Opinion: The California Recall Was Stupid, but Democrats Can Still Learn from It

Even though the long-shot attempt to oust a Democratic governor in a Blue state was a miserable failure, there are plenty of takeaways

Was there ever one second of one day when anyone not named Caitlyn Jenner thought Caitlyn Jenner could be governor of California?

Did she even believe it?

My guess is no, because the campaign she ran was the second dumbest thing I’ve seen non-Trump Republicans do this year. The first was having a recall in the first place.

It cost about $280 million, introduced more division and dangerous conspiracy theories into our public discourse, embarrassed a lot of embarrassing people, and Gavin Newsom is still governor—by a landslide.

But as pointless as it all seems, there are some lessons Democrats can take away from the Republican’s latest exercise in futility.

The first is to deliver for the people. Democratic National Committee Chairman Jaime Harrison talked about this at length at a Monday night rally in Long Beach with Newsom and President Joe Biden, repeating his constant message that “the D stands for Deliver.”

Newsom didn’t spend the last month trying to win an election based on his great hair and smile. No, he repeatedly talked through a laundry list of actual concrete changes and resources he has delivered to the state. When asked what he had done for Black or Hispanic voters, he gave long, detailed answers. He certainly hasn’t been perfect and California has more than its share of problems, but Newsom’s administration has done a lot for the state and that gave him a good reason to ask voters to stick with him.

But so did COVID-19.

Whereas Californians might have been tempted to do something Californian and go with a jacked movie star or a former Olympian or a YouTuber as their governor in simpler, less body-count-y times, the emergence of the Delta variant kept people focused on the serious problems facing the state.

The stubborn pandemic and Republican efforts to potentially prolong it by ditching simple safety measures it were powerful reminders that despite his controversial excursion to the French Laundry restaurant, Newsom was working hard to keep California safe while governors in Red states were letting the morgues fill up to delight Fox News viewers and protect their would-be presidential campaigns.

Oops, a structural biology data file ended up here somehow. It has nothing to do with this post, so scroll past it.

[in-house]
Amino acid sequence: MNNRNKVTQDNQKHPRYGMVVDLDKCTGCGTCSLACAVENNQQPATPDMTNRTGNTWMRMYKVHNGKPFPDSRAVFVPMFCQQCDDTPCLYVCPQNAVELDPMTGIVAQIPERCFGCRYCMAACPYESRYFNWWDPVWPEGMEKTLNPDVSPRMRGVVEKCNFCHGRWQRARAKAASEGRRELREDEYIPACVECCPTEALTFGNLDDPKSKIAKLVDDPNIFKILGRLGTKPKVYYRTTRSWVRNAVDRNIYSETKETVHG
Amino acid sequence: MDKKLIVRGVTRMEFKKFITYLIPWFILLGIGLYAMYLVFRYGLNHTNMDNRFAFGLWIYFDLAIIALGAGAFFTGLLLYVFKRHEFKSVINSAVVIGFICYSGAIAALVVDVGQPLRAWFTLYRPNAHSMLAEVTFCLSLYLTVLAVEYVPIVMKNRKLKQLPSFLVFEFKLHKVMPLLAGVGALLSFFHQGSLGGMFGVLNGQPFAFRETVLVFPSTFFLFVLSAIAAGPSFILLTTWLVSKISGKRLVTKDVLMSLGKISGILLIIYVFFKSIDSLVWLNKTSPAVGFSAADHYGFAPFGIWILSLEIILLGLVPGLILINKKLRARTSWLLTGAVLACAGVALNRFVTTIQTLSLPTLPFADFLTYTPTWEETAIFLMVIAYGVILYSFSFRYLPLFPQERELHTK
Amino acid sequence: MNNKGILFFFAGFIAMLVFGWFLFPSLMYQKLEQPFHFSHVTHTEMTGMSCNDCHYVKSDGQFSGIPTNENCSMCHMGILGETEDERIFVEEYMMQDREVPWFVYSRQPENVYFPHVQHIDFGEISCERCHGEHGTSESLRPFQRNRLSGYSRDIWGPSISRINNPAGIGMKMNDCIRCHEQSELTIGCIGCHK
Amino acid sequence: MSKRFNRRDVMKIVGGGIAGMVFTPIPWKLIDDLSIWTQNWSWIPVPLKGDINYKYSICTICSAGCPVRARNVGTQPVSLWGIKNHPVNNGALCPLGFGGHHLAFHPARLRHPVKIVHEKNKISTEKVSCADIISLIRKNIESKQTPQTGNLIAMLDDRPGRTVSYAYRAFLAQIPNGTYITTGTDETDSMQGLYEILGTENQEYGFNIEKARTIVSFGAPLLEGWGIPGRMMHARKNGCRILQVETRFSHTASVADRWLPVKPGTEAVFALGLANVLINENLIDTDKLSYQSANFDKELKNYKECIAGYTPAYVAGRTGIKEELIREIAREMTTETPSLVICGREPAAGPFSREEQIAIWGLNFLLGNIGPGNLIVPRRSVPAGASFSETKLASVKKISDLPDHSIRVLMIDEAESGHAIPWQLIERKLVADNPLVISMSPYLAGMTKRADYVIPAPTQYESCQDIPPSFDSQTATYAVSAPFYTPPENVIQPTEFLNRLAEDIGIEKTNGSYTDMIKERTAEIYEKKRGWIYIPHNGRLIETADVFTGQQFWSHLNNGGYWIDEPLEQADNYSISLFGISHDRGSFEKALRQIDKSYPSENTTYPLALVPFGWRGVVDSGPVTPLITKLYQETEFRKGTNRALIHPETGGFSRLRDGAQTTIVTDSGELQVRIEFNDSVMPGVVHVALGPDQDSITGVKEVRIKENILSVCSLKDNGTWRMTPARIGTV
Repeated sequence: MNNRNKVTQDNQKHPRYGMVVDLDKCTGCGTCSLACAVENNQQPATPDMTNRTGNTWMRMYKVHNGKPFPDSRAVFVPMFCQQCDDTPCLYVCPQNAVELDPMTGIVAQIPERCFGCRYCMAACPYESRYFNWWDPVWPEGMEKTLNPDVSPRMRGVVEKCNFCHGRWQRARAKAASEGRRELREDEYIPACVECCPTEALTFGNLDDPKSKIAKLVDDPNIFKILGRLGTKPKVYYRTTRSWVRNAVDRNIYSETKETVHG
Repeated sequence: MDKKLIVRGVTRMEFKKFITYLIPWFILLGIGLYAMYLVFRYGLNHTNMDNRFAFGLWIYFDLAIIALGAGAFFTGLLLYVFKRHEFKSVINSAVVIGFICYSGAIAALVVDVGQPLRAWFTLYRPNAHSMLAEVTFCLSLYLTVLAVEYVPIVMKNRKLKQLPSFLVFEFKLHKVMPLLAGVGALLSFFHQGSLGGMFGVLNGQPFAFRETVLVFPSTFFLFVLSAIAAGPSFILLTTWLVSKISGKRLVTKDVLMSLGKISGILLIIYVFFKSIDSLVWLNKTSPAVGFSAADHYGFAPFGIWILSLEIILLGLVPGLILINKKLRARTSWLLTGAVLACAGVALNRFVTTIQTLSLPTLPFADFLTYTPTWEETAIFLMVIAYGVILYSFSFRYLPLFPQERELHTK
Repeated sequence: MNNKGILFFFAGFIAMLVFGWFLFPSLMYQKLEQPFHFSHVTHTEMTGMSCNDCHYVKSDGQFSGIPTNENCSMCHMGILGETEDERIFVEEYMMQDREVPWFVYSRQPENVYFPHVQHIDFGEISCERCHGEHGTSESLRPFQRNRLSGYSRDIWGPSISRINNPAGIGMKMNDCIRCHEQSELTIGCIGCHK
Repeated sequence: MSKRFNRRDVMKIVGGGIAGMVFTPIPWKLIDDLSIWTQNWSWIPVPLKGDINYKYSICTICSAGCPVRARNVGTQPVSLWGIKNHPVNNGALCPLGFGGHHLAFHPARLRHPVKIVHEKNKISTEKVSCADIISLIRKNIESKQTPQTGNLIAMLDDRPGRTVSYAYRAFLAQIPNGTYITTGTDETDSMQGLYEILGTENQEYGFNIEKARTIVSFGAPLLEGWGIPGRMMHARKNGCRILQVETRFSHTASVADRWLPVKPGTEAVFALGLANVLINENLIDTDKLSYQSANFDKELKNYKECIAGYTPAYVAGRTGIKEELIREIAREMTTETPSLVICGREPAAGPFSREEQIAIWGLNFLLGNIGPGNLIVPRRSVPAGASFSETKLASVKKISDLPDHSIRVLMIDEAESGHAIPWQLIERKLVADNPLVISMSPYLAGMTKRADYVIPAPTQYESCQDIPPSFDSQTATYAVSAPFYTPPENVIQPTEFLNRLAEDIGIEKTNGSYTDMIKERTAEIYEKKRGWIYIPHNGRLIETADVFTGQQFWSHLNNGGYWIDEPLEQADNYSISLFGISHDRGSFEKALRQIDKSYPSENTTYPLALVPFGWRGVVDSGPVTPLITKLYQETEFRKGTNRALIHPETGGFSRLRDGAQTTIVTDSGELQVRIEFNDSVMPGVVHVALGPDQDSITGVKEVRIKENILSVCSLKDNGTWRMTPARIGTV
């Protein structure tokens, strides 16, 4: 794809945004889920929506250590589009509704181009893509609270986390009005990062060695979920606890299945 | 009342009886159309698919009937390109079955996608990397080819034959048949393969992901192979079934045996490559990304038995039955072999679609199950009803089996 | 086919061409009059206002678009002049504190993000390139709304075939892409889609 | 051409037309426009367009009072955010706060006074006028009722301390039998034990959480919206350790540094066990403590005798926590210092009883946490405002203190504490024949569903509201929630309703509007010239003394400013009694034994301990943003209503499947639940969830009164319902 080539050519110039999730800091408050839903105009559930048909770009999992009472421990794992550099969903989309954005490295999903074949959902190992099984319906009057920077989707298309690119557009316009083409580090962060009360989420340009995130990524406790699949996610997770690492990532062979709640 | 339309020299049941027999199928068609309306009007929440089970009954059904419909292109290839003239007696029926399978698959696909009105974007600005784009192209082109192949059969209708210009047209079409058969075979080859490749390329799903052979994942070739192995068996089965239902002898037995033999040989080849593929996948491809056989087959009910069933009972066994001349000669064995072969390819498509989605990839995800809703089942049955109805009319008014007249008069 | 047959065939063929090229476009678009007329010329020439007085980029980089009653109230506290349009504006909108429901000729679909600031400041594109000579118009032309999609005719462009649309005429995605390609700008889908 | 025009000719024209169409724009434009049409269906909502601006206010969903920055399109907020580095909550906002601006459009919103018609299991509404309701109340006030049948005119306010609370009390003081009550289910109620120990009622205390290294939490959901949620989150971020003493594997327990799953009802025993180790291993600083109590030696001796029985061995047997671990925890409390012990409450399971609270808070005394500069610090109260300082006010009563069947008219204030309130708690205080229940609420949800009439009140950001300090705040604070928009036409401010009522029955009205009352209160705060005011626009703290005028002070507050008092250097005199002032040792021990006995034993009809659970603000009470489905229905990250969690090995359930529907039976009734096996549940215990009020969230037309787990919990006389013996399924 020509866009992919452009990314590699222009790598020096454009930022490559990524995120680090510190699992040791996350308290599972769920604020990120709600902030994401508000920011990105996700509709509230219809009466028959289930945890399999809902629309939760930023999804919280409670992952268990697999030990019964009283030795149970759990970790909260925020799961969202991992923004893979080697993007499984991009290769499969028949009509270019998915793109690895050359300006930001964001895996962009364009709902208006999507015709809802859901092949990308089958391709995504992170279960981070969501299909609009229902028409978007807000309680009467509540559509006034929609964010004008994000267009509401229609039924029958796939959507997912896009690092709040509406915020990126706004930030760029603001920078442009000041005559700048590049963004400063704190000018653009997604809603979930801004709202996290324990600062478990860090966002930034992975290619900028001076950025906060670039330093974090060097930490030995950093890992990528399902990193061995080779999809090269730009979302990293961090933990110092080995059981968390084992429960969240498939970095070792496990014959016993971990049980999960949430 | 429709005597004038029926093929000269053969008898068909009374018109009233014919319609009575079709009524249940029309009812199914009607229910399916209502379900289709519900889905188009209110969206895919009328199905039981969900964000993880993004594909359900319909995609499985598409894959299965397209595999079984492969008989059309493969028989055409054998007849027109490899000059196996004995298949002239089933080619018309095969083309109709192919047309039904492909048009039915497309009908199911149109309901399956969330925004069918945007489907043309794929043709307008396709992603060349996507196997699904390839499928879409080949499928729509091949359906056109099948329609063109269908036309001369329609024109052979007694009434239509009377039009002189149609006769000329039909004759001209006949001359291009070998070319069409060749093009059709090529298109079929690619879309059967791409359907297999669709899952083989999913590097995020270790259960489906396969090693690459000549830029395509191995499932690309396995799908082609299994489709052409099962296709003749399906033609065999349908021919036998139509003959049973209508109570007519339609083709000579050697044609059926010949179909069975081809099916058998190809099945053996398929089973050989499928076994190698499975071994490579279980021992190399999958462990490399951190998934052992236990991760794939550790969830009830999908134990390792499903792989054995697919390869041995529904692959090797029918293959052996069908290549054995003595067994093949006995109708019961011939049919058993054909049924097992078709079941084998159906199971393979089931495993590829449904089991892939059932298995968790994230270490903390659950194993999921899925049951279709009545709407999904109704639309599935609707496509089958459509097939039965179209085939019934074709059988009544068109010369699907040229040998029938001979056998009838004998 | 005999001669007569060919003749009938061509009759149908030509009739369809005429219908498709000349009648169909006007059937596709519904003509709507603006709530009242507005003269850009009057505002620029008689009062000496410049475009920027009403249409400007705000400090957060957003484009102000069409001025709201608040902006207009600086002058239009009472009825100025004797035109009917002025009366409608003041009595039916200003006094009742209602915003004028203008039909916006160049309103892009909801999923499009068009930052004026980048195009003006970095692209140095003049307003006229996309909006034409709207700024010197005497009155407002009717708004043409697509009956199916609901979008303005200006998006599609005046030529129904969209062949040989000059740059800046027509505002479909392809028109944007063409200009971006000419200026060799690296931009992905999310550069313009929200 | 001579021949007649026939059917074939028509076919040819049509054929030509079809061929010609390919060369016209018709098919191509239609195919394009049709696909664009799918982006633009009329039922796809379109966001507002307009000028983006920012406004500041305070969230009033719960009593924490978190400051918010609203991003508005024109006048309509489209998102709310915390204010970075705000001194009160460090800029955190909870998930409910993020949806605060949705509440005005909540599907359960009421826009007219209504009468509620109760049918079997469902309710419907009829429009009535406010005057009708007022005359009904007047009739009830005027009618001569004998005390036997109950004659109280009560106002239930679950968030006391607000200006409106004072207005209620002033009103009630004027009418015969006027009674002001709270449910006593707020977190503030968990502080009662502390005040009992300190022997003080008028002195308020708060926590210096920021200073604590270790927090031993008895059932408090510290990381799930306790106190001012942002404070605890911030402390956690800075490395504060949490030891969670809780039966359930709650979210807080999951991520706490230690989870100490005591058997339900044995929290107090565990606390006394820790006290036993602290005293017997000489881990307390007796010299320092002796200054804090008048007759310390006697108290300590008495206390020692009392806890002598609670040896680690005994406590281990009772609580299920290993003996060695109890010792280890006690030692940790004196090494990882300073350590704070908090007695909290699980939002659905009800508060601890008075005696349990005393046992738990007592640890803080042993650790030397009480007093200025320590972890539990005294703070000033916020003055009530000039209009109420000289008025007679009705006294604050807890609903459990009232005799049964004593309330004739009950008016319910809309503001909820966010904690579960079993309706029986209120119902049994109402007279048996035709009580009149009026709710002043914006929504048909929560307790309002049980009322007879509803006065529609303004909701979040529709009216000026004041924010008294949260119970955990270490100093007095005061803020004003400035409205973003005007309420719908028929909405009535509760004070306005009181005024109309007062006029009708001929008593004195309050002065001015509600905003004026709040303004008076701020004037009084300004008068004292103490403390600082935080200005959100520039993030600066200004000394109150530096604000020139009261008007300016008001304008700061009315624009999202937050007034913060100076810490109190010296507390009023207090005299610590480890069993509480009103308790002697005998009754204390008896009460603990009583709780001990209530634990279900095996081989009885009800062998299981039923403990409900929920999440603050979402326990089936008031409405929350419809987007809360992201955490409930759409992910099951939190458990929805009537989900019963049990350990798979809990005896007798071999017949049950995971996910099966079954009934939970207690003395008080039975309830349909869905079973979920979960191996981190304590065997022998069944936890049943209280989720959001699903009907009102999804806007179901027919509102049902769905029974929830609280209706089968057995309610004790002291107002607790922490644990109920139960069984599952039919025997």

But good policy isn’t always enough to be good politics, and the Newsom campaign did a good job of identifying, boosting, and then defining a fringe-right opponent who terrified and energized Democratic voters who might have otherwise slept through this race or voted for Gary Coleman’s ghost on a whim (RIP).

Republican frontrunner Larry Elder was an opposition researcher’s dream come true. He spent countless hours on the radio and on television, and he seemed to have been saying something shocking or offensive every time he got near a microphone.

Instead of assuming voters would hear about his many, many shocking remarks, Newsom talked about them. A lot. He even got the president of the United States doing it.

At the Long Beach rally, Biden and Newsom went through Elder’s greatest hits—being opposed to minimum wage, thinking men are smarter than women, proposing that slaveholders were owed reparations—and they used the comments to tie Elder to the Great Democratic Motivator himself, Donald J. Trump.

“All of you know last year I got to run against the real Donald Trump,” Biden said. “Well this year the leading Republican running for governor is the closest thing to a Trump clone that I’ve ever seen in your state. He’s leading the other team. He’s the clone of Donald Trump. Can you imagine him being governor of this state? You can’t let that happen. There’s too much at stake.”

All too often we see Democratic candidates acting like they have to choose between focusing on pocketbook issues and fighting an increasingly right-wing Republican Party on the cultural battlefield. Gavin Newsom and his campaign reminded us that it can be beneficial to do both.

The last and maybe the most important lesson to take away from the California recall election is that Republicans are done trying to win, they are done trying to lose, and they seem to be committed to subverting American democracy instead.

In the days leading up to the recall as polls showed Newsom’s margin of victory growing, Elder, Fox News, and Trump all started whining about how they were going to be cheated out of victory in a solidly Blue State that Biden won less than a year ago by 30 points.

Putting aside for a second how dumb it is to tell your own voters that an election will be rigged (thanks again for Georgia, Donnie), this has gone from dangerous trend to active threat to our country. Republicans are trying to destroy faith in our elections, making the kind of unthinkable carnage we saw in Washington, D.C. on January 6 seem all the more reasonable to an increasingly angry segment of the electorate.

Every single thing the Republican Party has done since the last election has made clear that they are planning to cry, lie, and just generally wreck any election they compete in going forward. What Elder and his friends are doing in California probably won’t work because it’s California. Can we say the same for Georgia? Or Arizona? Or Pennsylvania?

But Dems should already know what the playbook is. Now we know we have a powerful combination of strategies that will help push back.

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